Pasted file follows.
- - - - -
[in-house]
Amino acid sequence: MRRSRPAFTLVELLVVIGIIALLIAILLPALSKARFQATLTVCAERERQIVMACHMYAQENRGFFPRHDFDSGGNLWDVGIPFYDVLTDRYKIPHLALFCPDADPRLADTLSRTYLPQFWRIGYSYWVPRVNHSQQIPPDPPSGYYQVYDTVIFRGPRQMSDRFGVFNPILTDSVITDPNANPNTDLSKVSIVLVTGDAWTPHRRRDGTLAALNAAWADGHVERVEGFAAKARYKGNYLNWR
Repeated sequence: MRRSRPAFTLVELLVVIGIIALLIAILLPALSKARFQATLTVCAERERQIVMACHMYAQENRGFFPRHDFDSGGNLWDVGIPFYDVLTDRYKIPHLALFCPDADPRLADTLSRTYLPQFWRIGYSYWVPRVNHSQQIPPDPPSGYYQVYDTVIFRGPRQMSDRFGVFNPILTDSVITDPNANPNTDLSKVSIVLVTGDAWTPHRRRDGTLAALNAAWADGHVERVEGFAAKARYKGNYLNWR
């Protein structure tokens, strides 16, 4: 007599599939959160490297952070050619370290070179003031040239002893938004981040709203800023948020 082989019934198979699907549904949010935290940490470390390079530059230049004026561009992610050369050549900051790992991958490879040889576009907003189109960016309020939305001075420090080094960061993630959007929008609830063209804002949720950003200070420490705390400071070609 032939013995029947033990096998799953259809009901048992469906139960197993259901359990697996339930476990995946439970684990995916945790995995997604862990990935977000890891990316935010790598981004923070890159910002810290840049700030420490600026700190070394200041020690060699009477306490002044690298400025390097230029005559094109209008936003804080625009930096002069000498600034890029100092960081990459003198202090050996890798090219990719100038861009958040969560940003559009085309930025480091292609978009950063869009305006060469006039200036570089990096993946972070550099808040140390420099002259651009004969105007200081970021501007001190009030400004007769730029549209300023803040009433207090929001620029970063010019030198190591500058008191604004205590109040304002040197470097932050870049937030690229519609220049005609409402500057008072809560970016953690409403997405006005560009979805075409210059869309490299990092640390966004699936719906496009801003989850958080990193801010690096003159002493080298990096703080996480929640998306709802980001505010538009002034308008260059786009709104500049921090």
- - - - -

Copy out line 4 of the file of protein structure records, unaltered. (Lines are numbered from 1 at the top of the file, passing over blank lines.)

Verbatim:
């Protein structure tokens, strides 16, 4: 007599599939959160490297952070050619370290070179003031040239002893938004981040709203800023948020 082989019934198979699907549904949010935290940490470390390079530059230049004026561009992610050369050549900051790992991958490879040889576009907003189109960016309020939305001075420090080094960061993630959007929008609830063209804002949720950003200070420490705390400071070609 032939013995029947033990096998799953259809009901048992469906139960197993259901359990697996339930476990995946439970684990995916945790995995997604862990990935977000890891990316935010790598981004923070890159910002810290840049700030420490600026700190070394200041020690060699009477306490002044690298400025390097230029005559094109209008936003804080625009930096002069000498600034890029100092960081990459003198202090050996890798090219990719100038861009958040969560940003559009085309930025480091292609978009950063869009305006060469006039200036570089990096993946972070550099808040140390420099002259651009004969105007200081970021501007001190009030400004007769730029549209300023803040009433207090929001620029970063010019030198190591500058008191604004205590109040304002040197470097932050870049937030690229519609220049005609409402500057008072809560970016953690409403997405006005560009979805075409210059869309490299990092640390966004699936719906496009801003989850958080990193801010690096003159002493080298990096703080996480929640998306709802980001505010538009002034308008260059786009709104500049921090």